ACTRA honouree Jean Yoon reflects on her fight for onscreen diversity

By Victoria Ahearn, The Canadian Press

TORONTO — Jean Yoon is flush with honours these days.

In September, the Toronto-raised performer and playwright received a Birks Diamond Tribute award for her body of work. This past Tuesday, she landed her third Canadian Screen Award nomination for playing matriarch Umma on the hit CBC comedy series “Kim’s Convenience.” And on Saturday, she’ll be feted at the annual awards gala of the performers’ union ACTRA Toronto, receiving the Award of Excellence for her achievements and advocacy efforts.

To think, there was a time early in Yoon’s acting life when she’d quit the craft, after facing “dead ends” in open auditions where the casting directors “had no expectation of anybody of colour walking into the room, and they had no interest of casting anybody of colour,” she recalled in a recent interview.

“It got to the point where I thought, ‘I don’t really want to go through that humiliation on a regular basis, I’m going to ask up front,'” said Yoon, 57, who was born in Champaign, Ill., to parents of Korean descent. The family moved to Canada when Yoon was three when her dad landed a professor job at the University of Toronto.

“I’d call and set it up and then say, ‘Look, I’m Asian. If that’s problem, please let me know now, because I don’t want to waste my time or yours.’ And there was often this long silence where you knew that they didn’t know what the answer was, but really, the answer was ‘No,'” she said.

“And then if that pause was long enough, I’d be like, ‘OK, thank you. I don’t need to waste my time or yours’ and I’d just hang up. Sometimes the answer was, ‘Oh, my God, that’s no problem. Come! We just want to see you.’ But there were enough times where it was just awkward. In those days, there was really no point in getting an agent unless you were prepared to do stereotypical stuff in terms of screen work, and it was just like, ‘No, I’m not going to bother.’ It was very bad.”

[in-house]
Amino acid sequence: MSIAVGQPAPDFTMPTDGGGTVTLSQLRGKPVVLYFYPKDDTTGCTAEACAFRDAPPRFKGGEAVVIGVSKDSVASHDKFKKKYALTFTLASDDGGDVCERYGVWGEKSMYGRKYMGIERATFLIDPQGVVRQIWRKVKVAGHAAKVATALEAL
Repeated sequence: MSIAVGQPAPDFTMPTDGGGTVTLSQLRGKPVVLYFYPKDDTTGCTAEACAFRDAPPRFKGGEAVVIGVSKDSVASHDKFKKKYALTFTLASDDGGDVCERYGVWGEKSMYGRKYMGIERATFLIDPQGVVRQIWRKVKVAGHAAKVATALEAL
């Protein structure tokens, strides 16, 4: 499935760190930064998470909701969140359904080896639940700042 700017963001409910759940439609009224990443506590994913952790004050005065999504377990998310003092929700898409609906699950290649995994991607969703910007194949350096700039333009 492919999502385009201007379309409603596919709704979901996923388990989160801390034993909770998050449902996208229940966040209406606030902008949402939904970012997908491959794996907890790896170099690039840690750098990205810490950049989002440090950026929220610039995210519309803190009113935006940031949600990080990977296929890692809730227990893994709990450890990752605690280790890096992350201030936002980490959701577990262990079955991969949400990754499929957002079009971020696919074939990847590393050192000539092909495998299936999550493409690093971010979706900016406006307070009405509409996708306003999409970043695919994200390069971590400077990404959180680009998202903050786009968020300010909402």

The experience in the 1980s spurred Yoon to move to China for a while to teach English and focus on writing.

But when Yoon returned to Toronto, she was drawn back to the theatre — and to cultural equity advocacy work, to help others avoid the same kinds of frustrations she felt at the start of her career.

Yoon has since worked tirelessly on that front.

She’s developed and produced new plays to foster fresh voices as co-artistic director of Cahoots Theatre Projects; created programming and resources as cross cultural co-ordinator for Theatre Ontario; and been on a Canada Council for the Arts committee on racial equality — among may other endeavours.

“It’s incredibly important that when we tell stories about ourselves, we ensure that everybody’s story gets told,” said Yoon, whose playwriting credits include the Dora-nominated stage play “The Yoko Ono Project.” 

“As an Asian-Canadian, growing up with so few representations of myself, to put myself as a child into some kind of context was really difficult. And it messes you up. It’s really important for our society that equality is also measured in terms of participation in our cultural discourse. And that’s really what representation is about — it’s an ongoing, organic dialogue. And it can’t just be one group of people talking to themselves, if we are to function as a democracy, because we actually have to understand each other.

Yoon said she started noticing a change when it came to more representation onscreen in Canada in the ’90s. That’s when she started getting more film and TV work, leading to the long list of credits she has today.

“Kim’s Convenience,” of course, has made her a household name. Yoon was a part of the original 2011 “Kim’s Convenience” stage production by Ins Choi that became a hit and sparked the TV adaptation.

Series co-star Paul Sun-Hyung Lee (a.k.a. patriarch Appa) was also part of the original stage story, about a Korean-Canadian family and their convenience store in Toronto.

“I love Umma so much,” Yoon said. “I have never had a chance to play a character with as many stories and with as many colours, and with real relationships.”

The hard work of onscreen cultural advocacy isn’t done yet — “There are so many so many stories to tell,” Yoon said — but she is now able to focus more on herself. 

Where she once felt like a Jenga tower “with about five turns left” before it would topple, she’s now “filling the well again,” she said, noting she’s started tap-dance classes and joined a choir.

“At some point along the way, I realized that part of the challenge was actually just to keep standing. So I’m just grateful that I’m still here,” Yoon said. 

“But what a year I’ve had. I’m really grateful that this recognition has come at a time where my parents can see it — they’re 89 and still quite hale and hearty — because I’ve been going on my way struggling, hand to mouth at times. And all that time my parents were just biting their nails with worry: ‘What’s going to happen? Is Jean going to be OK?’ And also, like, ‘You know, maybe not too late for law.’

“So I’m just grateful that they’re seeing it, because I feel like their relief, really that’s the prize — is seeing my parents lifted by the knowledge that I am doing OK.”

This report by The Canadian Press was first published Feb. 20, 2020.

Victoria Ahearn, The Canadian Press

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